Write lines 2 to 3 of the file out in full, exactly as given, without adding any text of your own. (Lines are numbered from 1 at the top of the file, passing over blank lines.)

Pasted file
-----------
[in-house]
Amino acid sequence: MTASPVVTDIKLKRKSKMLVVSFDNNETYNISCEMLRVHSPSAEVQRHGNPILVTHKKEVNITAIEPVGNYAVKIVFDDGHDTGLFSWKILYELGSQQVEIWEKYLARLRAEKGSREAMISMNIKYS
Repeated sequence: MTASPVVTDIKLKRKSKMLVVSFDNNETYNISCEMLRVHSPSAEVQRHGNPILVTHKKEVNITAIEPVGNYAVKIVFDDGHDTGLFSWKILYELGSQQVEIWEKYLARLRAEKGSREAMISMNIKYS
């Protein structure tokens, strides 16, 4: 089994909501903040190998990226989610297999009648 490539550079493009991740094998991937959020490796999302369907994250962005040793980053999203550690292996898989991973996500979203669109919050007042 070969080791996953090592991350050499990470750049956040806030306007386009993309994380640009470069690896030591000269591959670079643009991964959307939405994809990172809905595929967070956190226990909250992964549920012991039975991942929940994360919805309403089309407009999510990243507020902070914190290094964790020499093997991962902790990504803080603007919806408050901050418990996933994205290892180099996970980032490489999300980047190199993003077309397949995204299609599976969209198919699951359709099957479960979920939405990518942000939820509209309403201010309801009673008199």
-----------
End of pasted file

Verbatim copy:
Amino acid sequence: MTASPVVTDIKLKRKSKMLVVSFDNNETYNISCEMLRVHSPSAEVQRHGNPILVTHKKEVNITAIEPVGNYAVKIVFDDGHDTGLFSWKILYELGSQQVEIWEKYLARLRAEKGSREAMISMNIKYS
Repeated sequence: MTASPVVTDIKLKRKSKMLVVSFDNNETYNISCEMLRVHSPSAEVQRHGNPILVTHKKEVNITAIEPVGNYAVKIVFDDGHDTGLFSWKILYELGSQQVEIWEKYLARLRAEKGSREAMISMNIKYS